Back and forth the voices in my head would go until I came to mile 12. That’s when I knew I was going to make it. It won’t be a PR but it will be a finish and with that knowledge came a little more (not much) pep. As I’m walking into the last .1 mile, 2 ladies catch up to me. They tell me they’ve been trying to catch up with me since about mile 3 and that they were glad they finally did. Well, that brought the competitiveness out in me and I look at both of them and tell them that I was glad I was able to encourage them along but the only way they were going to catch up with me was if they ran. And I ran. My calves started to cramp but I kept running, all the way through the finish chute. And I hear my name announced (incorrectly), “and it’s Brittany Hall from Grand Junction!” I finished a whole 3 minutes in front of those two ladies. I found them after and thanked them for that last little push and they thanked me for keeping them going throughout the course. We were all just so full of thankfulness it was getting a little mushy.

I collected my medal, got my picture taken and looked for the promised chocolate milk. Let me explain, all over the course there were signs meant to encourage the runners. One of the signs said, “All of this for chocolate milk?” I was so excited to see that sign. I thought for sure it meant there would be chocolate milk – my most favorite recovery drink in the world – waiting for me at the end. There was no chocolate milk: just water and Poweraid. I was highly disappointed. I text Amanda, tell her I was done (she finished at 2:39 or something amazing like that) and we met and walked to the beer tent. I got a Michelobe Ultra and found a place in the shade to sit. She found Marc and the Swede and we both went about our recovery in our own fashion. I am not a people person. Or rather, I’m not a crowd of people at once person. It takes a lot for me to engage and be charming and share in conversation and after the race I was at my limit for people. So I finished my beer and told Amanda I was going back to the hotel. She asked me to stay and I told her that I was done with people and she told me good job. I congratulated her on finishing her awesome goal of 50 States plus DC and wandered off to the hotel to relax in the cool silence of my room.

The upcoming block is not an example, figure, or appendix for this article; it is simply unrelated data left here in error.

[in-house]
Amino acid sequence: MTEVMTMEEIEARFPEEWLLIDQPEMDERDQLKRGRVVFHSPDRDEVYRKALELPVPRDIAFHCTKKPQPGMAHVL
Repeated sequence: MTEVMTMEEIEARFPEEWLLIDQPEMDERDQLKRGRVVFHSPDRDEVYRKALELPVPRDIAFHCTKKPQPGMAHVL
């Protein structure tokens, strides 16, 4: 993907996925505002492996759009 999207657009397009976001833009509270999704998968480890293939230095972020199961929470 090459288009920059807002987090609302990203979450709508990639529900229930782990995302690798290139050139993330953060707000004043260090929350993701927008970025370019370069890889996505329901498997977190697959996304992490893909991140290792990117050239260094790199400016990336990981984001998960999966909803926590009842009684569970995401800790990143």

So I didn’t PR but I also didn’t PW. I finished the race and get to color in Montana on my map. I now have 12 states completed.

Run Wild Missoula – I’ll be back. You were a beautiful course with incredible support and wonderful scenery.

29 May 2012

Medicine Bow Half Marathon, Wyoming

I do not know what I was thinking when I signed up for the Medicine Bow Half in Laramie, Wyoming this weekend. First of all, it was a bit of a drive – nothing like just hopping over to Denver. Second of all, I should’ve known by the elevation map for the course that I was way out of my league. But what I was focused on was the fact that I had a “free” weekend (I was originally scheduled to work but had it picked up) and I needed to color Wyoming in on my map. You see, Wyoming doesn’t have many half marathons. At least, not many that I’ve found. So when I found this race and heard of two other Half Fanatics coming in for it, I thought “what the hell” and registered. It met my two criteria: a finisher’s medal and a generous time limit. And the website stated that “all finishers are winners” - my kind of race.